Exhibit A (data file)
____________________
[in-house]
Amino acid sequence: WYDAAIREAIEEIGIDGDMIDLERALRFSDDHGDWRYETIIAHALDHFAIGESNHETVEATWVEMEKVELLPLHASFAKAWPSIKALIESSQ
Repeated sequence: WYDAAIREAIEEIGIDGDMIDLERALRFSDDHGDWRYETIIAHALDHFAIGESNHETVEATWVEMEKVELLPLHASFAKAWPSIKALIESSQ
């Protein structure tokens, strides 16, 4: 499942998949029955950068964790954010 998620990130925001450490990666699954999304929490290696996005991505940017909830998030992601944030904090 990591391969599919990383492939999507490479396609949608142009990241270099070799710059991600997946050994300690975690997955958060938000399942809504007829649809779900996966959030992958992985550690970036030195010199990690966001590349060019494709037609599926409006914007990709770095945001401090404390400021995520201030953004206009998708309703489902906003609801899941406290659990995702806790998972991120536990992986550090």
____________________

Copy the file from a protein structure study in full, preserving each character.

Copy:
[in-house]
Amino acid sequence: WYDAAIREAIEEIGIDGDMIDLERALRFSDDHGDWRYETIIAHALDHFAIGESNHETVEATWVEMEKVELLPLHASFAKAWPSIKALIESSQ
Repeated sequence: WYDAAIREAIEEIGIDGDMIDLERALRFSDDHGDWRYETIIAHALDHFAIGESNHETVEATWVEMEKVELLPLHASFAKAWPSIKALIESSQ
């Protein structure tokens, strides 16, 4: 499942998949029955950068964790954010 998620990130925001450490990666699954999304929490290696996005991505940017909830998030992601944030904090 990591391969599919990383492939999507490479396609949608142009990241270099070799710059991600997946050994300690975690997955958060938000399942809504007829649809779900996966959030992958992985550690970036030195010199990690966001590349060019494709037609599926409006914007990709770095945001401090404390400021995520201030953004206009998708309703489902906003609801899941406290659990995702806790998972991120536990992986550090």